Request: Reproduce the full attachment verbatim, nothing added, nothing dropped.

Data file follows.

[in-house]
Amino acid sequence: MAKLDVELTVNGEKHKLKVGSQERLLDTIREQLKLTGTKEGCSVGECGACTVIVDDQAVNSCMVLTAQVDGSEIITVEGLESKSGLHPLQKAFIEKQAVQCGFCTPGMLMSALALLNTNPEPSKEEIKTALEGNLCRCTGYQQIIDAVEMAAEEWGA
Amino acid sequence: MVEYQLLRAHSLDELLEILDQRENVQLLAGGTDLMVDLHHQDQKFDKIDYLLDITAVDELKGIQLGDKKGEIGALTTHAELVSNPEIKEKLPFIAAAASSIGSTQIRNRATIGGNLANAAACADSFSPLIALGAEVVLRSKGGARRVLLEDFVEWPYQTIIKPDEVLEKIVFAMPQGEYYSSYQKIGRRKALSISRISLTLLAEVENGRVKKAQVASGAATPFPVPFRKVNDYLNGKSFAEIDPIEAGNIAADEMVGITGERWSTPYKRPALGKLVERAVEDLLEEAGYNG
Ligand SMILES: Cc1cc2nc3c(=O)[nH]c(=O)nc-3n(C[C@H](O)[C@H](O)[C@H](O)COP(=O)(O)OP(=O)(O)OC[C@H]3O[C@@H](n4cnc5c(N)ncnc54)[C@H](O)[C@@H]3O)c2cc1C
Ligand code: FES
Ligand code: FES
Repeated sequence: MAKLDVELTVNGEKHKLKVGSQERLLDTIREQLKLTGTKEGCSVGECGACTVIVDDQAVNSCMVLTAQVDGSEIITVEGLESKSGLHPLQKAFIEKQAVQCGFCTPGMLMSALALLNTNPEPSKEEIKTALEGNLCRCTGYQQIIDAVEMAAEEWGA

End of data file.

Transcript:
[in-house]
Amino acid sequence: MAKLDVELTVNGEKHKLKVGSQERLLDTIREQLKLTGTKEGCSVGECGACTVIVDDQAVNSCMVLTAQVDGSEIITVEGLESKSGLHPLQKAFIEKQAVQCGFCTPGMLMSALALLNTNPEPSKEEIKTALEGNLCRCTGYQQIIDAVEMAAEEWGA
Amino acid sequence: MVEYQLLRAHSLDELLEILDQRENVQLLAGGTDLMVDLHHQDQKFDKIDYLLDITAVDELKGIQLGDKKGEIGALTTHAELVSNPEIKEKLPFIAAAASSIGSTQIRNRATIGGNLANAAACADSFSPLIALGAEVVLRSKGGARRVLLEDFVEWPYQTIIKPDEVLEKIVFAMPQGEYYSSYQKIGRRKALSISRISLTLLAEVENGRVKKAQVASGAATPFPVPFRKVNDYLNGKSFAEIDPIEAGNIAADEMVGITGERWSTPYKRPALGKLVERAVEDLLEEAGYNG
Ligand SMILES: Cc1cc2nc3c(=O)[nH]c(=O)nc-3n(C[C@H](O)[C@H](O)[C@H](O)COP(=O)(O)OP(=O)(O)OC[C@H]3O[C@@H](n4cnc5c(N)ncnc54)[C@H](O)[C@@H]3O)c2cc1C
Ligand code: FES
Ligand code: FES
Repeated sequence: MAKLDVELTVNGEKHKLKVGSQERLLDTIREQLKLTGTKEGCSVGECGACTVIVDDQAVNSCMVLTAQVDGSEIITVEGLESKSGLHPLQKAFIEKQAVQCGFCTPGMLMSALALLNTNPEPSKEEIKTALEGNLCRCTGYQQIIDAVEMAAEEWGA